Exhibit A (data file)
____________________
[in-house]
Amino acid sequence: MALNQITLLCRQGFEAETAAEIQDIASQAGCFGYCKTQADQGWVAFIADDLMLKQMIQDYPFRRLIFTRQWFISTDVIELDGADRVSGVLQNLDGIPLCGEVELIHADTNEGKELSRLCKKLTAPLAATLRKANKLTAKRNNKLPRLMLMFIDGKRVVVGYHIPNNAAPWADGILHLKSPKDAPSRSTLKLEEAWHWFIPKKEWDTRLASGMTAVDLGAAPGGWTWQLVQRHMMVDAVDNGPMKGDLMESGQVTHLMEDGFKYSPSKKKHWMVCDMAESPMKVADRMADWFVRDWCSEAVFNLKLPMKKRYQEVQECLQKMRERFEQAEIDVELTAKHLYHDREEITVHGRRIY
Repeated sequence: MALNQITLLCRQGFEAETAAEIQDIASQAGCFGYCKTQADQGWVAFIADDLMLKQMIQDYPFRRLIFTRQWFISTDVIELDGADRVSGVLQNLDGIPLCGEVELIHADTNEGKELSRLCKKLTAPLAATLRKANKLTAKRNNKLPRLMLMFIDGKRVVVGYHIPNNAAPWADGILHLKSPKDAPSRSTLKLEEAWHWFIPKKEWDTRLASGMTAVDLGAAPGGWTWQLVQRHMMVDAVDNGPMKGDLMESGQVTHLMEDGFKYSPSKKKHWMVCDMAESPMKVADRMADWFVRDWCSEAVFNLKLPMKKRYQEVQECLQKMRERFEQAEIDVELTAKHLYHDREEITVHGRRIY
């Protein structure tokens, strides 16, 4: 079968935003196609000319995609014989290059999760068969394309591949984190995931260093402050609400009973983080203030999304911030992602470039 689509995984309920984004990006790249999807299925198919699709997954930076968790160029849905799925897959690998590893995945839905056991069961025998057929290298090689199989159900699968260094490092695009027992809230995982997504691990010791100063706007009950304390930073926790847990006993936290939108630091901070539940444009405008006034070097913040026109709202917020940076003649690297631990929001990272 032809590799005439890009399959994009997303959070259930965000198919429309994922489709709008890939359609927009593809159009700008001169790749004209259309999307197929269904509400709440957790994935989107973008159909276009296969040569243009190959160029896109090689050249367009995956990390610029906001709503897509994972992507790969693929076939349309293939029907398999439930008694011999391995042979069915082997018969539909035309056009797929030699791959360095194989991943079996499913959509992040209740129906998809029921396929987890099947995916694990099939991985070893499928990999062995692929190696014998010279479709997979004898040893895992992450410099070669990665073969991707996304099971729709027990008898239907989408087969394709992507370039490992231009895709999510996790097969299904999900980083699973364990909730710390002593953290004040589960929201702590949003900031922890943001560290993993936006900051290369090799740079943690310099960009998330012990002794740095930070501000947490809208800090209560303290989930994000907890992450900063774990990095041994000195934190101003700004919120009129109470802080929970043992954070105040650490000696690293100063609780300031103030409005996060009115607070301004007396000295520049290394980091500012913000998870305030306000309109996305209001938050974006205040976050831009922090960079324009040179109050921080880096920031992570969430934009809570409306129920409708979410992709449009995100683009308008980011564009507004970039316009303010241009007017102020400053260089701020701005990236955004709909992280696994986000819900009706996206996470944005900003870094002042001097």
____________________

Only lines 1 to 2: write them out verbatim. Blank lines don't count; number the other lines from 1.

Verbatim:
[in-house]
Amino acid sequence: MALNQITLLCRQGFEAETAAEIQDIASQAGCFGYCKTQADQGWVAFIADDLMLKQMIQDYPFRRLIFTRQWFISTDVIELDGADRVSGVLQNLDGIPLCGEVELIHADTNEGKELSRLCKKLTAPLAATLRKANKLTAKRNNKLPRLMLMFIDGKRVVVGYHIPNNAAPWADGILHLKSPKDAPSRSTLKLEEAWHWFIPKKEWDTRLASGMTAVDLGAAPGGWTWQLVQRHMMVDAVDNGPMKGDLMESGQVTHLMEDGFKYSPSKKKHWMVCDMAESPMKVADRMADWFVRDWCSEAVFNLKLPMKKRYQEVQECLQKMRERFEQAEIDVELTAKHLYHDREEITVHGRRIY